The forecast is based on steady improvements in the US economy, sustained job growth, as well as increased confidence among consumers that now is a good time to buy a home. However, the continuing inventory shortage and potential tax reform could restrict what should be stronger activity.
For 2017, Yun expects existing-home sales to total 5.47 million. The estimate represents the highest pace since 2006, which recorded 6.47 million sales, but is only a slight increase of 0.4% from the pace of 5.45 million in 2016.
"Despite considerable demand all year, pending sales have lost a step in recent months because low supply is pushing prices higher and making home buying less affordable in several parts of the country," Yun said during remarks at the 2017 Realtors Conference & Expo.
Yun said the supply shortage in relation to overall demand is the biggest impediment to sales for this year and into 2018. Affordability continues to be challenged by the slow pace of new-home construction along with more homeowners who stay put for longer before selling.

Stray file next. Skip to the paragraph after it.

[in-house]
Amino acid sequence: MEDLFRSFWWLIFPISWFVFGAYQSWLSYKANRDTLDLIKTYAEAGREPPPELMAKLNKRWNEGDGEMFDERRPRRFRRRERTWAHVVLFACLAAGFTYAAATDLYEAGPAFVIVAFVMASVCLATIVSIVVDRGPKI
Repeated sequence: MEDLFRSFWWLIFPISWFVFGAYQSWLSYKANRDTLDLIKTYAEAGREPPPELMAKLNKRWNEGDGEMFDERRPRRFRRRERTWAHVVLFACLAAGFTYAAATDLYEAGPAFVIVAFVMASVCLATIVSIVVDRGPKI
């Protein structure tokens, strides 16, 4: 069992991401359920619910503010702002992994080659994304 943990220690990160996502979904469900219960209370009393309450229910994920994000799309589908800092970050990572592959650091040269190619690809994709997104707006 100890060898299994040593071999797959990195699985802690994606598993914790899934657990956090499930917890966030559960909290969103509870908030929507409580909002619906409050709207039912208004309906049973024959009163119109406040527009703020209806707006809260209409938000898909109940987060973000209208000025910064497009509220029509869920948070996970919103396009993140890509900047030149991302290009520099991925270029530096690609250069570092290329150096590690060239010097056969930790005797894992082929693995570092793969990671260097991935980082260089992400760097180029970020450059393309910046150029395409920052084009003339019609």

"The lack of inventory has pushed up home prices by 48% from the low point in 2011, while wage growth over the same period has been only 15%," Yun said. "Despite improving confidence this year from renters that now is a good time to buy a home, the inability for them to do so is causing them to miss out on the significant wealth gains that homeowners have benefitted from through rising home values."
Yun expects single-family housing starts to total 950,000 in 2018, representing an increase of 9.4%. New single-family home sales are likely to total 606,000 in 2017 and increase to around 690,000 in 2018.
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Sales of existing homes should grow 3.7% in 2018 to 5.67 million homes, according to National Association of Realtors (NAR) Chief Economist Lawrence Yun.